Education & Family

For-profit firms 'should run failing schools'

Image caption Mr O'Shaughnessy believes private firms can boost results

Prime Minister David Cameron's former policy chief has called for profit-making firms to be brought in to run England's persistently failing schools.

James O'Shaughnessy says proven education firms should be paid by results to turn such schools around.

His report for the Policy Exchange think tank says England "faces a serious educational problem".

Private organisations are allowed to run schools in England but currently not for profit.

Mr O' Shaughnessy, who quit No 10 earlier this year, calls for private trouble-shooting firms to be brought in under a "new three strikes and you're out rule" based on the new tighter Ofsted inspection regime.

'Chronic failure'

The report says at the first Ofsted notice to improve, schools should be obliged to become a state-funded but privately run academy under a new sponsor.

At the second, the academy would be obliged to join a successful academy chain of at least three schools bound together legally, financially and operationally.

If no improvement is seen by the third notice to improve, the governing body would be obliged to hand over the running of the school to a proven educational management organisation, which may or may not make a profit.

This organisation would then operate the school on a payment-by-results basis.

The Ofsted inspection regime, which was tightened in September, will now designate schools whose status remains "satisfactory" after notices to improve as "failing".

There are currently 6,000 "satisfactory" schools in England.

As the report says, this means the number of failing schools in England could increase dramatically, so if ministers were to adopt the policy, the number of schools that could be taken over by private firms would grow too.

'Hidden crisis'

Mr O'Shaughnessy said: "As the prime minister said earlier this year, there is a 'hidden crisis' where coasting schools have been allowed to bump along in mediocrity for years, delivering a sub-standard education to their pupils.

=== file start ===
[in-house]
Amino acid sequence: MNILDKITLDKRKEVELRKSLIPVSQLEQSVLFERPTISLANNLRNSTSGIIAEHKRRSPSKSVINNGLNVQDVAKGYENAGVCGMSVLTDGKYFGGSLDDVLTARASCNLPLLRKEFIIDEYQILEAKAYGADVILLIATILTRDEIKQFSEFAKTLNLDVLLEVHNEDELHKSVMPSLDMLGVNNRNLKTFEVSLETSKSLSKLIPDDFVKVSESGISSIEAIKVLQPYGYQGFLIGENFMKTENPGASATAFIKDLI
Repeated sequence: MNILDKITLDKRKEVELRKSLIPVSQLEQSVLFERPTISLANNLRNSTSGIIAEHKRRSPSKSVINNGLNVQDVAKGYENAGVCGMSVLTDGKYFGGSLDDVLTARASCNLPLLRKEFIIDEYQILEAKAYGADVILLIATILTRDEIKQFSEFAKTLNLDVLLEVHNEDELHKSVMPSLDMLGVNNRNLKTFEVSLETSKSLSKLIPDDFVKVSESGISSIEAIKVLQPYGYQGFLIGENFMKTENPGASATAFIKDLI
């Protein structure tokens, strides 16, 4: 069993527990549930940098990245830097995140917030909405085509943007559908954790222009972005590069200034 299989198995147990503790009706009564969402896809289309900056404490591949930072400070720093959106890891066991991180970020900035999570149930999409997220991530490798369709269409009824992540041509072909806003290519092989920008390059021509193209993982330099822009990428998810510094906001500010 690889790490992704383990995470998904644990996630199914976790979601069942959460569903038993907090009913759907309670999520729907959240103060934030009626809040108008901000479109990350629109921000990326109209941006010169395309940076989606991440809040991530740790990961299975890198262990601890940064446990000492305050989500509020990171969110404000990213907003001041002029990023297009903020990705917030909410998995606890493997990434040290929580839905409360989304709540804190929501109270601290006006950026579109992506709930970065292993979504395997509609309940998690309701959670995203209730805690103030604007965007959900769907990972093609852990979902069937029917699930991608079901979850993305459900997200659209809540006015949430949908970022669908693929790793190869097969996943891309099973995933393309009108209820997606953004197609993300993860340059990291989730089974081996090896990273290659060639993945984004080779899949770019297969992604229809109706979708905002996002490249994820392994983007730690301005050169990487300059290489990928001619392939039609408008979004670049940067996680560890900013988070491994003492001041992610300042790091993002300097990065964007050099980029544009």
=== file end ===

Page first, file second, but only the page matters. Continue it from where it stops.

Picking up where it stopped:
"But the new Ofsted inspection regime will mean that up to a third of schools will be told they aren't good enough and need to improve.

He added: "However, the dramatic increase in schools being told to improve requires more capacity than the academy and chain sectors can provide.

"So where local authority control has failed, and turning a school into an academy and then placing it into a chain have not been enough to break the cycle of underachievement, we must see whether private companies can help.

"Any objections to the private sector attempting to succeed where the state and voluntary sectors have failed should be dismissed for what they are - ideological prejudice."

He added that there was a host of domestic educational management organisations with superb credentials for running schools.

Russell Hobby, general secretary of the National Association of Head Teachers, said: "There is no evidence base that profit-making schools raise standards, so having these as the 'last resort' does not logically follow.

"There is evidence that not-for-profit schools can raise standards in even the most challenging environments, so the profit motive is not required. Particularly with all the ambiguities of motive it introduces."

Association of School and College Leaders general secretary Brian Lightman said: "This report paints a completely misleading and unhelpful picture of an education system in crisis.

"Ofsted's own evidence is of a school system that is continuing to improve, which is why they continue to raise the bar on inspections."

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